Wrigley here has overlooked, again, the energy needed to animate the social contract - which has organised the scene for his miner to function - mining coal and getting the surplus energy claimed.

    Add health-care and the rest of the social contract - and you'll see the assumed surplus energy - is actually an energy-sink.

    If you remove the Sukhois and B-52s - you would see the Iraqis, for example, burn their crude oil - building their own nation before the nations of others.

    Instead, Iraq has largely departed the industrial age since 1980 - while its oil has been practically looted - and looting - since 1914.

    Europe needed to understand that:

    "In any system of Energy, Control is what consumes Energy the most"

    Europe did not - or it would have refrained from socialising fossil fuels among the masses.

    Europe has seen the masses being THE target of its Empire, like all Empires before it - primarily for one reason:

    Fear that someone else would control Energy resources for himself, if Europe did not.

    Europe missed out that with fossil fuels - being now the energy resource for its Empire, not humans' labour - it should keep the consumption of the fuels to the absolute minimum.

    Unfathomably more fossil fuels reserves have been burned by the Western Empire to control fossil fuels resources, since Newcommons - than burning fossil fuels for the continuity of humanity, or the Empire - in the future...

    Fossil fuel reserves have been destroyed to the ground by Europe - out of fear - it will lose fossil fuel reserves - for others.

    Fear in humans - has been the primary reason why humans have destroyed all fossil fuel reserves - to the ground - in no time - the only reserves they will have - ever.

    The West has built its current Empire based on Fear - embedded in humans' DNA...

    The Western Empire has been truly - humane...

    It should have kept itself just - an Empire - instead

    One-off fossil fuel reserves became - the sacrifice...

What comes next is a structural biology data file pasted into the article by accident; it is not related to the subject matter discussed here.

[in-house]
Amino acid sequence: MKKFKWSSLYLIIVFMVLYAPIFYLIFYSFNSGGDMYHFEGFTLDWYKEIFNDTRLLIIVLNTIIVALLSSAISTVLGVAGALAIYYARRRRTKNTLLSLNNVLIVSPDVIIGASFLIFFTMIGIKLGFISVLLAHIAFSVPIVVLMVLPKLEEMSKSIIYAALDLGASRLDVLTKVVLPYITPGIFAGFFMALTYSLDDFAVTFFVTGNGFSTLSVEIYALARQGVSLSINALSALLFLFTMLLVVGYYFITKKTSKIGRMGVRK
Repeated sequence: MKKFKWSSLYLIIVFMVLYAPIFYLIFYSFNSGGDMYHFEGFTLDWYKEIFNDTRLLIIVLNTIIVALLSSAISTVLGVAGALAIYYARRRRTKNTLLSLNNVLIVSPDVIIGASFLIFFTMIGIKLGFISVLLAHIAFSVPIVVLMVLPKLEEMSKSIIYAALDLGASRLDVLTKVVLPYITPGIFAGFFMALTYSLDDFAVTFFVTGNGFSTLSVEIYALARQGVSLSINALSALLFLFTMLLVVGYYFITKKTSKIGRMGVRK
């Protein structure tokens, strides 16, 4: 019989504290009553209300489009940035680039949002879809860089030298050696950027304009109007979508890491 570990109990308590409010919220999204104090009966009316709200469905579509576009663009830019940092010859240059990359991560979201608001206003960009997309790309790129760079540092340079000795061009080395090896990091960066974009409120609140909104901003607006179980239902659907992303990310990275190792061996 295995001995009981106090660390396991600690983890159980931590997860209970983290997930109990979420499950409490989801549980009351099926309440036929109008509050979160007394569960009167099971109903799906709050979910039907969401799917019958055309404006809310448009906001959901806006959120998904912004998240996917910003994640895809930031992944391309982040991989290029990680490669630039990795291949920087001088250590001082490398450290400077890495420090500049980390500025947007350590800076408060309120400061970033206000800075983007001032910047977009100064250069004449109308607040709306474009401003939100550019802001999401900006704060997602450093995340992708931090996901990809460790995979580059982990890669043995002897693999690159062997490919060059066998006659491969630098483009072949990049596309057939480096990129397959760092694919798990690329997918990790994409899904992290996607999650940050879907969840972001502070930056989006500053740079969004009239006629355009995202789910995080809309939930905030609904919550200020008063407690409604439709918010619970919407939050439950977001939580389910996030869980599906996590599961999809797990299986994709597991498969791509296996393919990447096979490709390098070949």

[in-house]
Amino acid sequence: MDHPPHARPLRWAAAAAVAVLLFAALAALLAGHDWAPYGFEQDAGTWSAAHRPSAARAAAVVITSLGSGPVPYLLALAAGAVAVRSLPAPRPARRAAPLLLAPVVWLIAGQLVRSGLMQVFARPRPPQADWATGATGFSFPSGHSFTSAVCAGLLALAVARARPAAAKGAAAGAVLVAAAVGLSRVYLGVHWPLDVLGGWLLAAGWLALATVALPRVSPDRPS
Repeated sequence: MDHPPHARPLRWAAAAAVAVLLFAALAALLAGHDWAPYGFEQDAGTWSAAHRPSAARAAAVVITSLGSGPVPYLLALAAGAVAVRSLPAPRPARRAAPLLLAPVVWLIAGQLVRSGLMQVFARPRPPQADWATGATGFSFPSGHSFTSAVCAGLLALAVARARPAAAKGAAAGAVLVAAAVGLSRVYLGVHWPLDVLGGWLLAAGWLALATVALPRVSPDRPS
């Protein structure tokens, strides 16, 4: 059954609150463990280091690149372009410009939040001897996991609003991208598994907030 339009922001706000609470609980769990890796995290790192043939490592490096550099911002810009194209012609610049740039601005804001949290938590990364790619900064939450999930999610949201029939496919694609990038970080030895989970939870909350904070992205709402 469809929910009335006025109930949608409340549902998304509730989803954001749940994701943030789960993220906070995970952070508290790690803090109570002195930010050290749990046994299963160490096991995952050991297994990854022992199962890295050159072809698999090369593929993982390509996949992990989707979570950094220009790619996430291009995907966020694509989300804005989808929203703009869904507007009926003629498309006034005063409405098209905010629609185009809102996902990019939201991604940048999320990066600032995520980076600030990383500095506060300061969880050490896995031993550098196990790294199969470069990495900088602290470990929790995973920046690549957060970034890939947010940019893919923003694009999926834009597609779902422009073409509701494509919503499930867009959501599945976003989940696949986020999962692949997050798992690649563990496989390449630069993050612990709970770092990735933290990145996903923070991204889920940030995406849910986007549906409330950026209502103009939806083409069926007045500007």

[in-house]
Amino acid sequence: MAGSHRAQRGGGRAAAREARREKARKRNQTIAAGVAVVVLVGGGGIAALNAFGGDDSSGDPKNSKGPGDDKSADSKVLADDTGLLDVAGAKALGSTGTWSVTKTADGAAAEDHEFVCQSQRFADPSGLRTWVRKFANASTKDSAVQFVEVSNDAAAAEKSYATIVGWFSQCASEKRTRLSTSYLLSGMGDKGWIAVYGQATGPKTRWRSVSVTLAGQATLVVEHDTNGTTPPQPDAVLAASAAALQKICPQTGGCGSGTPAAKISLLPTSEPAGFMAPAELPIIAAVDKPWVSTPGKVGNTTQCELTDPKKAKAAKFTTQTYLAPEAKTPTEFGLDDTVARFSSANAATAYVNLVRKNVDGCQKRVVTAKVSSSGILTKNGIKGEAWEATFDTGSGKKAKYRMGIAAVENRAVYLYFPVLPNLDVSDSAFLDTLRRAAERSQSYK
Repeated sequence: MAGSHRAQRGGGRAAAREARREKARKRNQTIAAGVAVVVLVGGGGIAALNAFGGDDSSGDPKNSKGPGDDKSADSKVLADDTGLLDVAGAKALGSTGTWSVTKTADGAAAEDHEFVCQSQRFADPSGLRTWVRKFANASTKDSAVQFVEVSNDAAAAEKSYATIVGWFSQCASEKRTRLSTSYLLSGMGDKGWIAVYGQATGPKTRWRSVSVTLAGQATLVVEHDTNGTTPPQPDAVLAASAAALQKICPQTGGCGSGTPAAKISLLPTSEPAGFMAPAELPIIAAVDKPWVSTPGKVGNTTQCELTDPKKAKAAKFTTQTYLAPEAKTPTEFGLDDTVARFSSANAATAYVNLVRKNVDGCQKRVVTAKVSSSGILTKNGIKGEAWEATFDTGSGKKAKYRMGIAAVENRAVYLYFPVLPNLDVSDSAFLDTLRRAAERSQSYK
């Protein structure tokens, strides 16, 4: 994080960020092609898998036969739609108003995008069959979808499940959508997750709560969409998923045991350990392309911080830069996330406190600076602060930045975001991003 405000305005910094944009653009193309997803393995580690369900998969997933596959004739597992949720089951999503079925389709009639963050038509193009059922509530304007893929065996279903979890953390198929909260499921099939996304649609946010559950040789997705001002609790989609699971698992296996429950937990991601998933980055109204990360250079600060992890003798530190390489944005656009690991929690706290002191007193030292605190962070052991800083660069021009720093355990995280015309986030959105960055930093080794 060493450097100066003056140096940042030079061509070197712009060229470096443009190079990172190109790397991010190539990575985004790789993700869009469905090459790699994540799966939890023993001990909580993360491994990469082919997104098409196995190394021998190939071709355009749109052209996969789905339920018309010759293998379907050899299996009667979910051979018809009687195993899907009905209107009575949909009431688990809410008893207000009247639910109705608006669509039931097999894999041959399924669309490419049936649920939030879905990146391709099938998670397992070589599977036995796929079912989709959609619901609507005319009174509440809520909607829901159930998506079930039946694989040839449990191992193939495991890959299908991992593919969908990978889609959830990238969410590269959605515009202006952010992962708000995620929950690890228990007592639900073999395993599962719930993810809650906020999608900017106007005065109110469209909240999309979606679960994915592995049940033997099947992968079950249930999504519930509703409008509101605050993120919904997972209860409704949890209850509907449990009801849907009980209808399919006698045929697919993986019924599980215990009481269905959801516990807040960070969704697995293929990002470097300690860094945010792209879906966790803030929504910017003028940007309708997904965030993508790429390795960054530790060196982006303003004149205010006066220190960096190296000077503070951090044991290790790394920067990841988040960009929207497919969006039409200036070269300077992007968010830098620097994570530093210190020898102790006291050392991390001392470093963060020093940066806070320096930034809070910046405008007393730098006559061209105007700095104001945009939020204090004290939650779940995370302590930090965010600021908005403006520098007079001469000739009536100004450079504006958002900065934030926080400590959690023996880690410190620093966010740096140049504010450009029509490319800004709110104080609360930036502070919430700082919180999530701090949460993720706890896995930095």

10. Per this jacobin piece, the EU was not meant to be a democratic institution from the start
    You mention "traitors" above in reference to the EU, but I don't think you specify. Why? It was meant to be totalitarian...along with the joint projects started in the 70s...the WEF and the New World Order. So, it was, perhaps from the start, has been, incorporated into the largest, most violent, Empire in history in an ongoing project to further take Russia and China et al. C.

    1. Totalitarianism is not the same as treason. For instance, Stalin was a totalitarian leader, but he didn't betray the people of the Soviet Union. The European government is far less totalitarian than Stalin's one, but it is staffed with traitors who sold the European people to foreign powers. To understand who they are, just read the news.

    2. I think I did not make myself clear, or maybe I am not clear, but if Totalitarianism is posing as democracy and liberty, then it is treason regardless...?
      ( Part One of these two articles traced the origins of this concealed totalitarianism within European culture. The second piece takes the story and its implications further)

      From a link on TAE this a.m.

      The Masque of Pandora

      What happens when people awake to the deceit of Totalitarian-Lite posing as liberty and individualism (let alone democracy)?
      Strategic Culture Foundation

      The deceit is the treason.

    3. Sorry, Christine (is this you, right?) but I am lost, here. What is your point?

    4. Yes, it's me.

      I have to think more about this. I do not think the US would have ever (and has not) tolerated an EU "empire" that was in a position to be independent and challenge it, even from the early stages, post WWII, with the Dulleses et al. I think the EU failure was built in. The article in Jacobin talks about the '50s and '60s and economics and the IMF, and others about the Marshall Plan. As usual, you have been provocative.Thanks.Yes, Christine.